Crafting a film from scratch takes courage, timing and a hell of a lot of planning. So, to suggest centring a feature-length film around a two-year-old girl, who is not only the leading character but the only character featured in the entire film, seems like absolute insanity. Yet for writer/director Vihod Kapri, the insanity works brilliantly in his favour.
Pihu is based around an unnamed true story of a young girl, also named Pihu, who is left to fend for herself in her family’s apartment after her birthday party; her father having flown to Kalkota for a business trip and her mother unable to be woken by the child. As the sole figure on screen (excluding Pihu’s mother who never moves throughout the film), Pihu is a delight. Played by Indian actress Myra “Pihu” Vishwakarma, the ups and downs of this film are driven by the young child’s intelligence, playfulness and her attempts to fend for herself in her own young way.
Advertised as a social thriller, we – as the audience – are gripped at the perils that surround Pihu. Though not always obvious, we grow to realise just how dangerous a home can be, especially for an unsupervised two-year-old. Some of these dangers are funny, such as when Pihu accidentally locks herself in her fridge, whereas some are all too haunting as the child’s naivety is so evident. What makes Pihu’s innocence really stand out is the actress herself – who was only two herself at the time of filming. According to Kapri, due to Vishwakarma’s age they only filmed for two hours a day and used three cameras per take as a toddler is unable to do the same take twice. This directorial choice certainly flows through the film, as we are clearly given a front row seat into little Vishwakarma’s mind as she delights us on screen; one of my personal favourites being when she neglects to answer her front door because “Pihu is eating jam.”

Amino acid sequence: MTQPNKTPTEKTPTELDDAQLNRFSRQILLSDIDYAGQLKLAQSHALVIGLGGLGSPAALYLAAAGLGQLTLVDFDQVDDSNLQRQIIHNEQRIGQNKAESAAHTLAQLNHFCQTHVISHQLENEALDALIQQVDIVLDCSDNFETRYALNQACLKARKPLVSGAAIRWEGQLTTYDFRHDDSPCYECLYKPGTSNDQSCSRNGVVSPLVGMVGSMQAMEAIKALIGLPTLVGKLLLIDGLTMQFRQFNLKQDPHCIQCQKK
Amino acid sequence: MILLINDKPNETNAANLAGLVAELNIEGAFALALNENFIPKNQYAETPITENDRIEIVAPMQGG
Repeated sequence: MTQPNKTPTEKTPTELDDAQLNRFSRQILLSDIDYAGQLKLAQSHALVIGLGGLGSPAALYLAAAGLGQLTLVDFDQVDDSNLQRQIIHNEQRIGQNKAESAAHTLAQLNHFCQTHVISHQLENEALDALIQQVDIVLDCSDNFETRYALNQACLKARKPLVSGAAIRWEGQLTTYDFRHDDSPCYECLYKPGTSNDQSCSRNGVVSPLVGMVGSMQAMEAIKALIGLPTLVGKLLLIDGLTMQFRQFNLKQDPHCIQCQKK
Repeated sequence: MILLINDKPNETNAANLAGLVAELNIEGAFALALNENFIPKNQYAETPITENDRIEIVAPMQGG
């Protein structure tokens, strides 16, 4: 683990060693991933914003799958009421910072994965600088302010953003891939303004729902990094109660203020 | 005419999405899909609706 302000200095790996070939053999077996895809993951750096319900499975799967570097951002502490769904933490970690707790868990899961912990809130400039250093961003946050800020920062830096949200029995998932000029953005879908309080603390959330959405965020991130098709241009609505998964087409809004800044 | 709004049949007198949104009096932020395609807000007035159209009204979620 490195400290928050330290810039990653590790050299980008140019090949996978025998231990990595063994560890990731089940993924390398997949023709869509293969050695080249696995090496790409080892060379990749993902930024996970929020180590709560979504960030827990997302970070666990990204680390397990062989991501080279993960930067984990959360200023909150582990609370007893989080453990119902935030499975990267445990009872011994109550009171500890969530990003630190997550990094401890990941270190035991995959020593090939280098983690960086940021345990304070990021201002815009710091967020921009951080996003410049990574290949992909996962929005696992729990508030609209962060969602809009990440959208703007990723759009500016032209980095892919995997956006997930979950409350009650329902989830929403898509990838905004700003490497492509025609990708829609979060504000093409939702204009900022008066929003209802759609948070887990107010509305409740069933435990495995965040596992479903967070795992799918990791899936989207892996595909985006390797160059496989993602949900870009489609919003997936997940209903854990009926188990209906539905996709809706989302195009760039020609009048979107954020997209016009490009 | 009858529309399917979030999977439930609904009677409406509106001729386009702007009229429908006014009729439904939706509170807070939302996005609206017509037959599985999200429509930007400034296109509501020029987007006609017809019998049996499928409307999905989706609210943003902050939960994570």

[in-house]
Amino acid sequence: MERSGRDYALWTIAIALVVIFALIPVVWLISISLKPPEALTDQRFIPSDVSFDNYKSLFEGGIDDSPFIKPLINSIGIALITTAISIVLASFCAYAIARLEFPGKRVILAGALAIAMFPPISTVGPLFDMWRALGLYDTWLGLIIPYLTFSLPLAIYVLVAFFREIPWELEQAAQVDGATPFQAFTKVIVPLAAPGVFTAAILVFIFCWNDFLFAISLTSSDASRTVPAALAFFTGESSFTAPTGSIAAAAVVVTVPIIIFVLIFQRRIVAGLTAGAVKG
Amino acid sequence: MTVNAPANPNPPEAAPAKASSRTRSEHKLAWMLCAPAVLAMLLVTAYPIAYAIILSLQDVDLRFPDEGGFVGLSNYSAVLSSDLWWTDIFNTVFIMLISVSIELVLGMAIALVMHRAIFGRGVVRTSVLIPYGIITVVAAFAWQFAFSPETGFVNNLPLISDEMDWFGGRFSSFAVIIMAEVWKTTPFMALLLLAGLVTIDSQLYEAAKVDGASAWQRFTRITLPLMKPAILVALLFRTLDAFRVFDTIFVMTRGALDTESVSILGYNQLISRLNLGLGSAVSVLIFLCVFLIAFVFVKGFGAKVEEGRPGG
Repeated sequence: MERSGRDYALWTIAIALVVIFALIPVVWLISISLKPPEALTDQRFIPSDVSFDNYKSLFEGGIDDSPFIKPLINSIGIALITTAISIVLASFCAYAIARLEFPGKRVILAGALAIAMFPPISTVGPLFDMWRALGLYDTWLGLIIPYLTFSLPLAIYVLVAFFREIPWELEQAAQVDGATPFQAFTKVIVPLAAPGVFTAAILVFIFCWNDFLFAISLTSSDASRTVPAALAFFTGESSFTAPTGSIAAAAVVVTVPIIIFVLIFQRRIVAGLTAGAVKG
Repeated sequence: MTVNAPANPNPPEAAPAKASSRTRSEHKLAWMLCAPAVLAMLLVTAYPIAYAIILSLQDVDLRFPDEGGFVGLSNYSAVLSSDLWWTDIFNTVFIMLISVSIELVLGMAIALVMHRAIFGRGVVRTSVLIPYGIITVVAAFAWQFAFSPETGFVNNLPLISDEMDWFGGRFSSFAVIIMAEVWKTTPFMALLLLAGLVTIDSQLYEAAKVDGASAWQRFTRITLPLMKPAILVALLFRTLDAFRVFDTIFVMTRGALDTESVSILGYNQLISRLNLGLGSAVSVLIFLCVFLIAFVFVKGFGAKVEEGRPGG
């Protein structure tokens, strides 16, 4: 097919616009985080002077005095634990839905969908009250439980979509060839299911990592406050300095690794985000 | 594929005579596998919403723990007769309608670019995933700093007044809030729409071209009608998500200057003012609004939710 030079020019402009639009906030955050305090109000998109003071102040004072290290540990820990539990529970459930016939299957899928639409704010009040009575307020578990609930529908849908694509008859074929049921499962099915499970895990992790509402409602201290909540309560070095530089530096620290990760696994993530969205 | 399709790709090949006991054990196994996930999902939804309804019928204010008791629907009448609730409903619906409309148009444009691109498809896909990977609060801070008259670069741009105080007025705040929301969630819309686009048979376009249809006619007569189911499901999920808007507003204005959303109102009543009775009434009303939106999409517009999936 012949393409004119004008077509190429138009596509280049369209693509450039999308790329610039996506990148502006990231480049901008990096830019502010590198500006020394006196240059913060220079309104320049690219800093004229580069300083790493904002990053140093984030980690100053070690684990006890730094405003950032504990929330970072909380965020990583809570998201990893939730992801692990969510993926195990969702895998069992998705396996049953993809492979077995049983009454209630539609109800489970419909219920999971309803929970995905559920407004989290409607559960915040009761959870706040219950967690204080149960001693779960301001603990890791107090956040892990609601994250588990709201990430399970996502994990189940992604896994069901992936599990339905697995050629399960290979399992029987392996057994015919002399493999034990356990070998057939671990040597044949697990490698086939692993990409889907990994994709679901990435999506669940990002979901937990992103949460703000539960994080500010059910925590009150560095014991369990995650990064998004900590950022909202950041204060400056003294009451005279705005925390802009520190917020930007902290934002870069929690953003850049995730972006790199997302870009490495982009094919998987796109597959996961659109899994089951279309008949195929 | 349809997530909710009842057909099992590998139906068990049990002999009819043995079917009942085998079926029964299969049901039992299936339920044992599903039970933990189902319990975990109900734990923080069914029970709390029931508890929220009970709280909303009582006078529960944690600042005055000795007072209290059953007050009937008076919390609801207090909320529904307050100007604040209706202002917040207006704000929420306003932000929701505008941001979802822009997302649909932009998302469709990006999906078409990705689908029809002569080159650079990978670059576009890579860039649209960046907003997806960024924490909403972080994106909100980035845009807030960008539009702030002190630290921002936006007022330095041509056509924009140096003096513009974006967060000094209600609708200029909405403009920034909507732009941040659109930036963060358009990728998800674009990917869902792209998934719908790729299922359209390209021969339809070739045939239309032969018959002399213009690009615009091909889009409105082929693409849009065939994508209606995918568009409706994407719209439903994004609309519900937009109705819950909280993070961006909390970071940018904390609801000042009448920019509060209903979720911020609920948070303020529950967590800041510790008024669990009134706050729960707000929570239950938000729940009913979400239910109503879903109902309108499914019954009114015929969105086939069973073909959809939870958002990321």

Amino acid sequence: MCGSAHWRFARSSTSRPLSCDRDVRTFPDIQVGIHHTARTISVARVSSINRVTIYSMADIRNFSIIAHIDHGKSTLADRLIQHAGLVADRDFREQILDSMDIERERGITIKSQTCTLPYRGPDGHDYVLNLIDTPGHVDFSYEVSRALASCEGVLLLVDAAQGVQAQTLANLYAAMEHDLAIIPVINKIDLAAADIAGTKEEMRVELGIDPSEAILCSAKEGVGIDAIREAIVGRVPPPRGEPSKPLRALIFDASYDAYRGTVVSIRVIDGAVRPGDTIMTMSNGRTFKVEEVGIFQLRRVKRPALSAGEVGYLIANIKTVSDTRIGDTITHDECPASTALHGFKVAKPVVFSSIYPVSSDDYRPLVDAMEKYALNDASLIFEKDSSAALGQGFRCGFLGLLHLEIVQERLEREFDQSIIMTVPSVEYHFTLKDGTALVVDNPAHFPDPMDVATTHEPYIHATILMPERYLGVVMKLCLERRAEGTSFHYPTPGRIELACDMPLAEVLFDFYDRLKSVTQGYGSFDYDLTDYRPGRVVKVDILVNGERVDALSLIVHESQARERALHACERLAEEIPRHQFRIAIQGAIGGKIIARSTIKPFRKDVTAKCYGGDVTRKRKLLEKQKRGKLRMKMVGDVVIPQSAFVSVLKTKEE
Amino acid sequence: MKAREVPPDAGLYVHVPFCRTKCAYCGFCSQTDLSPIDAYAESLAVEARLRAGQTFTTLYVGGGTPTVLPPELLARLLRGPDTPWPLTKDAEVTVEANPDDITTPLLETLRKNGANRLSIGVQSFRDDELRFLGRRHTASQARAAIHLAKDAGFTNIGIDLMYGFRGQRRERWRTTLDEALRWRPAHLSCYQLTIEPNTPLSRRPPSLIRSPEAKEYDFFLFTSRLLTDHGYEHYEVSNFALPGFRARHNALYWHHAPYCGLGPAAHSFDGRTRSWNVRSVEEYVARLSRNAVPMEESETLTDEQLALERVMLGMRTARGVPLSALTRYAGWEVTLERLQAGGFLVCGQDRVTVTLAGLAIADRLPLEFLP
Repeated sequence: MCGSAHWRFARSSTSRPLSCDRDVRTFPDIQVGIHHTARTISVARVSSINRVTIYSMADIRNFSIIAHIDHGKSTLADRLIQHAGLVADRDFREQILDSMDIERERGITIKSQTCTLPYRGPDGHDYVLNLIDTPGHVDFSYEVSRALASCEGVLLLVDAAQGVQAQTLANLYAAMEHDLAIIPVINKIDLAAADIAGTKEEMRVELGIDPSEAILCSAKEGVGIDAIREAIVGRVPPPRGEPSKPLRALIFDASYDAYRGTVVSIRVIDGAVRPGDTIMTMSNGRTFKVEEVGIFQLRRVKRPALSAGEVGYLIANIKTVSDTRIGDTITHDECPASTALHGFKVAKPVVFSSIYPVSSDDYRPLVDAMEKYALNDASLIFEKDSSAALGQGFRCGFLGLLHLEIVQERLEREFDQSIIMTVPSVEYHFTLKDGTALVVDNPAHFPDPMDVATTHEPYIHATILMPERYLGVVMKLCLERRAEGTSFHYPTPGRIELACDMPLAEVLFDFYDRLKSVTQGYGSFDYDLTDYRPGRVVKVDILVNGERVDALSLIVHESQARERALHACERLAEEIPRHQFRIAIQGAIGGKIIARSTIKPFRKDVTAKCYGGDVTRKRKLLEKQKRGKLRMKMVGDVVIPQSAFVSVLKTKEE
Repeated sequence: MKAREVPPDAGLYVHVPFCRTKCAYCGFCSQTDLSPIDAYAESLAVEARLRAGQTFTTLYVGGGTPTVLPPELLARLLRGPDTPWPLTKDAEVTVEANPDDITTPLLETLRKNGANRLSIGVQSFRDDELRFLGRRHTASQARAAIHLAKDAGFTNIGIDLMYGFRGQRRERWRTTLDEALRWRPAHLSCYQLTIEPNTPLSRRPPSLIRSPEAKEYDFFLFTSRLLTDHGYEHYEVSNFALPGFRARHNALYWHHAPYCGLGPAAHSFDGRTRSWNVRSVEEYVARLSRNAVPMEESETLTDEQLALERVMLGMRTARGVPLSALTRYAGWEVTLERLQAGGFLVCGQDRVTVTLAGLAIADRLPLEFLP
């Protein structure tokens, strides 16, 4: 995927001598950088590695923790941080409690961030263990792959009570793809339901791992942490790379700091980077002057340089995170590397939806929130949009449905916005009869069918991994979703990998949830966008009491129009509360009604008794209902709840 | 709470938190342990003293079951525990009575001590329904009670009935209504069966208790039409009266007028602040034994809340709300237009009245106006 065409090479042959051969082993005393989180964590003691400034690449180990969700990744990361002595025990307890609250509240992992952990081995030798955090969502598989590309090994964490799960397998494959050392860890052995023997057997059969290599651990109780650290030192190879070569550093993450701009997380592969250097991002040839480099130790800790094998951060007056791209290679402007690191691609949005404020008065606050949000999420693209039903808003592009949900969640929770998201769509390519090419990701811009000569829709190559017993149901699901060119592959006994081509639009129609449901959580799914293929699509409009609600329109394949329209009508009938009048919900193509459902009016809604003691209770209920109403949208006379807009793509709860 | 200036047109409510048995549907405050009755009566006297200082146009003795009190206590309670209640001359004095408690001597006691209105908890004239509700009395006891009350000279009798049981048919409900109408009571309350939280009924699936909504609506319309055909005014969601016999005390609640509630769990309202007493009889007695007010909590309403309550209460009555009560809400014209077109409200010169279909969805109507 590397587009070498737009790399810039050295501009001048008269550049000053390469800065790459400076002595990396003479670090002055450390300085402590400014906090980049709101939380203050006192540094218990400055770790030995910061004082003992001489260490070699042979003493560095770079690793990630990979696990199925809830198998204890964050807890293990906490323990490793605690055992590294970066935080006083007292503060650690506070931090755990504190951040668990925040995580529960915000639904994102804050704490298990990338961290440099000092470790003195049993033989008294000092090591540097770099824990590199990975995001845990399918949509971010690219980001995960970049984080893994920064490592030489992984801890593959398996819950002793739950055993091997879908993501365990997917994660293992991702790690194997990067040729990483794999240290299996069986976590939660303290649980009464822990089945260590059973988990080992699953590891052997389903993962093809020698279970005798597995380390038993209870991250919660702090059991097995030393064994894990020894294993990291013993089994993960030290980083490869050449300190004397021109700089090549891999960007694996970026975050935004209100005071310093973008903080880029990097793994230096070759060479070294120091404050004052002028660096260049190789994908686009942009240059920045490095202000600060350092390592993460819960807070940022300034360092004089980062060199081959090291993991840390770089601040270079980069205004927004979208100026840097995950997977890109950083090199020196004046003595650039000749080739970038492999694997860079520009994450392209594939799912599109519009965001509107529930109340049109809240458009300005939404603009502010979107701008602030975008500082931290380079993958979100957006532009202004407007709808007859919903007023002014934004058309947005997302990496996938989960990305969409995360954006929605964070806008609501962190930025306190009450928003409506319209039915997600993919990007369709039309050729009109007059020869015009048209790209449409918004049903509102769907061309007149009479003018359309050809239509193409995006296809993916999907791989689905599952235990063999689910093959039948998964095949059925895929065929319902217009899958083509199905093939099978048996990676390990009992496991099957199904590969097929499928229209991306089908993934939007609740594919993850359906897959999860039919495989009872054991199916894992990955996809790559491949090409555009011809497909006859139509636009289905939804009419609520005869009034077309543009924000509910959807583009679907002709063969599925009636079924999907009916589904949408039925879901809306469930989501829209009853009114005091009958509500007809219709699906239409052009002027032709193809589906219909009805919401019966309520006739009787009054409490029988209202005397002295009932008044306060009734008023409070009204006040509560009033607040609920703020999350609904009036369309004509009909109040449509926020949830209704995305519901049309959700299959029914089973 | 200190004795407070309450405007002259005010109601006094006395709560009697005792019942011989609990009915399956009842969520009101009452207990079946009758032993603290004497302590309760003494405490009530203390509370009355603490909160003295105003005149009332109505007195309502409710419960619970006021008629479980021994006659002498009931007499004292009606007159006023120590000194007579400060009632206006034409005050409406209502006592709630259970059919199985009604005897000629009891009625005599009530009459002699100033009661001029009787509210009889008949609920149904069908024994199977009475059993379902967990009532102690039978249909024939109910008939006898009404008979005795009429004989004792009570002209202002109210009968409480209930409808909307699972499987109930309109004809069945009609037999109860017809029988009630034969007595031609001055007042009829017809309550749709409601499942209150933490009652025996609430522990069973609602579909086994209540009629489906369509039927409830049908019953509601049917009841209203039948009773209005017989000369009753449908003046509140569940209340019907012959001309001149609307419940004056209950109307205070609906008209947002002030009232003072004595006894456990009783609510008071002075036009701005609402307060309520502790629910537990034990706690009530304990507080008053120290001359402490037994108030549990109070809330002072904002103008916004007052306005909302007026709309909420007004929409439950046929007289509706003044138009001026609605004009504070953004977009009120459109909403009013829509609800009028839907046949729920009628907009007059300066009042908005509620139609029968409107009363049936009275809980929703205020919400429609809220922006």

Although Pihu is the only character shown on screen throughout the film, it is through adult voices we are fed the disparity and horrors of her situation, mainly through Pihu’s father (who is played by Vishwakarma’s own father). It is through these small interjections into Pihu’s narrative that we realise that all is not what it seems. In fact, Pihu’s home life is somewhat horrific, but the young child is none the wiser. One such moment that is particularly haunting is when Pihu’s father is attempting to extract information from the young girl, detrimental to the young girl’s safety, yet Pihu demands that he reads her a story instead as she giggles to herself on the sofa.
Though Pihu shines in its creation of character and its fluctuation between soft and hard moments, its technical prowess lets it down. Often, the shots are poor and the editing somewhat lacks as the filmmakers were unable to capture what they needed from the young actress – an issue they were aware of before shooting. Along with this, the feeding of the essential information that is necessary to build the drama is often force-fed to us, as our focal character is unable to do so. This is done through voicemails and messages around the apartment, often making the progression of the plot feel unnatural.
If you excuse the clear limitations of shooting a feature-length film with only a toddler at your disposal, Pihu does a great job of creating tension and displaying a truly heart-breaking story. Vishwakarma is captivating as the lead of the film as she is allowed to be exactly what she is: a child. Whether it be through childish tantrums, strange anecdotes to herself, or trying to act beyond her years, Pihu will steal your heart. And if that isn’t an excuse to watch this one-of-a-kind film, I don’t know what is.
Pihu is available to watch on Netflix.